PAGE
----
With the extra stops you can capture more contrasty without washing out the highs or loss in the shadows. Using JPEG you have 256 shades of gray with 12 bits you have 4096 shades of gray which you can save to a 16 bit TIFF file
    GRF

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  10. #35
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    Re: ...and this is why I shoot in raw

    >>this is why I shoot in raw
    I love the pics but am surprised to see that they didn't mind you being naked at that restaurant...

  11. #36
    Senior Member Anbesol's Avatar
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    Re: ...and this is why I shoot in raw

    A black detail is black so long as its not 0 black, if its 1, 2, 3, 4 or 5 black, its detail, whether or not there is contrast near or around it, it is detail, if only tonal detail. When a piece of an image is solid black, below 0, thats black without detail. Theres also white, and white without detail.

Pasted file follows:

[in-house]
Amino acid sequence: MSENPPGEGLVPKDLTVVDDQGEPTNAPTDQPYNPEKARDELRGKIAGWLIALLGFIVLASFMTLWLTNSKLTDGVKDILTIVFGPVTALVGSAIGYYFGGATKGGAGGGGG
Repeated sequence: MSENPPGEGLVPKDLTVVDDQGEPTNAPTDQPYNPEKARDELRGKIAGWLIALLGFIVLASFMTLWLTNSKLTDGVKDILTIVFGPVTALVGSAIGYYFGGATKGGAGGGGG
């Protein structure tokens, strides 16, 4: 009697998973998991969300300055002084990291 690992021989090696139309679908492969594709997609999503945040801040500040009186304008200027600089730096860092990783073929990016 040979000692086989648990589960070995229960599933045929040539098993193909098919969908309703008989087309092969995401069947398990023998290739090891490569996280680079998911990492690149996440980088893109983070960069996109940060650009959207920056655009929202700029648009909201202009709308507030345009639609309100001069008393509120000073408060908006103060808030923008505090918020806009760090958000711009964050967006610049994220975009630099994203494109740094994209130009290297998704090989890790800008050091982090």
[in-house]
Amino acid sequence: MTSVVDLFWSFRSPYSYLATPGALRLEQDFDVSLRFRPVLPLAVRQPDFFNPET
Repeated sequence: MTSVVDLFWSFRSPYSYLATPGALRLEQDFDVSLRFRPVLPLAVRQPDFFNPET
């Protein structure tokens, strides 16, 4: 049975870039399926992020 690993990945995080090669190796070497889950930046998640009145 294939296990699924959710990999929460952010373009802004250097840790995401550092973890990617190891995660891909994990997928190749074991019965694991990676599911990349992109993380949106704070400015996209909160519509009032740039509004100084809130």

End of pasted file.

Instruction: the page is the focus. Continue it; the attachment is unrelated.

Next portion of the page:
Freygr - check what I just said. 0 is still 0, 0 is 0 in raw, the same as it is in jpeg, 255 white is 255 white, its white without detail, tonal detail. The kind of detail you are talking about is contrast detail. I am aware of the distinction between 8-bit compressed jpeg, and 12 and 14 bit raws.

    No it doesn't have more stops of tonal range, if it did everything would look gray. It can pull shadow detail better, and with the extra shades can spread it wider, but it does not have 'more stops', not even remotely. Crush a shadow in jpeg, its crushed in raw. (I'm talking 0 crushed, not 1-10 crushed)

    Terry - I see exactly what you mean, but we are talking about different things. You are talking about contrast detail, I am talking purely of tonal detail. Lets say theres a sky in an image, pure blue sky - even though there is no contrast (or very little), its still detail because it is not solid black or white. It doesn't need a shift in its gradations to be considered detail.

  12. #37
    Senior Member freygr's Avatar
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    Re: ...and this is why I shoot in raw

    Quote Originally Posted by Anbesol